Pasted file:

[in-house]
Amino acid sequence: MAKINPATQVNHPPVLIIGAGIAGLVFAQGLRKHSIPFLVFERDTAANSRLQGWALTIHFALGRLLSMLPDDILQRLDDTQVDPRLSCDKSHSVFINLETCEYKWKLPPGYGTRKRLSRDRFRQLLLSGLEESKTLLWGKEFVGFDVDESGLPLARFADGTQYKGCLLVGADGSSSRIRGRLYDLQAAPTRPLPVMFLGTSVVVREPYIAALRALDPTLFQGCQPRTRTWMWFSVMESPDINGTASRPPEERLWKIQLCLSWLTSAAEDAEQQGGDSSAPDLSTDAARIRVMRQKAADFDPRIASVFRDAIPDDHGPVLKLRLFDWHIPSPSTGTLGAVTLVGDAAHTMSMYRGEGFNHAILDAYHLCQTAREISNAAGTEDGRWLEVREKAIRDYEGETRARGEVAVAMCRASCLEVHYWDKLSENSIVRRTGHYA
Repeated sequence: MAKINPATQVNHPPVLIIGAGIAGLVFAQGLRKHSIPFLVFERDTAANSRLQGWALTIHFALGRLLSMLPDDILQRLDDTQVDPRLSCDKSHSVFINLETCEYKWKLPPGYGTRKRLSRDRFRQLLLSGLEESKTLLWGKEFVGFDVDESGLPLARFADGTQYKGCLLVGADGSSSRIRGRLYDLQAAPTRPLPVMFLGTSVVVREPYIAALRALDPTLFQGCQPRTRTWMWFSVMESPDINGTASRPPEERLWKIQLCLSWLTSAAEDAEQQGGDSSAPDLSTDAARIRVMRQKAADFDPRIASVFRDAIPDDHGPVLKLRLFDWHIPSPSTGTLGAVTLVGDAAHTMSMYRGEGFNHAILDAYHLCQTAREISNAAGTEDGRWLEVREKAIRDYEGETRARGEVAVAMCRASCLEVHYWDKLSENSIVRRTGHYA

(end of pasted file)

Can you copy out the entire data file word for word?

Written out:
[in-house]
Amino acid sequence: MAKINPATQVNHPPVLIIGAGIAGLVFAQGLRKHSIPFLVFERDTAANSRLQGWALTIHFALGRLLSMLPDDILQRLDDTQVDPRLSCDKSHSVFINLETCEYKWKLPPGYGTRKRLSRDRFRQLLLSGLEESKTLLWGKEFVGFDVDESGLPLARFADGTQYKGCLLVGADGSSSRIRGRLYDLQAAPTRPLPVMFLGTSVVVREPYIAALRALDPTLFQGCQPRTRTWMWFSVMESPDINGTASRPPEERLWKIQLCLSWLTSAAEDAEQQGGDSSAPDLSTDAARIRVMRQKAADFDPRIASVFRDAIPDDHGPVLKLRLFDWHIPSPSTGTLGAVTLVGDAAHTMSMYRGEGFNHAILDAYHLCQTAREISNAAGTEDGRWLEVREKAIRDYEGETRARGEVAVAMCRASCLEVHYWDKLSENSIVRRTGHYA
Repeated sequence: MAKINPATQVNHPPVLIIGAGIAGLVFAQGLRKHSIPFLVFERDTAANSRLQGWALTIHFALGRLLSMLPDDILQRLDDTQVDPRLSCDKSHSVFINLETCEYKWKLPPGYGTRKRLSRDRFRQLLLSGLEESKTLLWGKEFVGFDVDESGLPLARFADGTQYKGCLLVGADGSSSRIRGRLYDLQAAPTRPLPVMFLGTSVVVREPYIAALRALDPTLFQGCQPRTRTWMWFSVMESPDINGTASRPPEERLWKIQLCLSWLTSAAEDAEQQGGDSSAPDLSTDAARIRVMRQKAADFDPRIASVFRDAIPDDHGPVLKLRLFDWHIPSPSTGTLGAVTLVGDAAHTMSMYRGEGFNHAILDAYHLCQTAREISNAAGTEDGRWLEVREKAIRDYEGETRARGEVAVAMCRASCLEVHYWDKLSENSIVRRTGHYA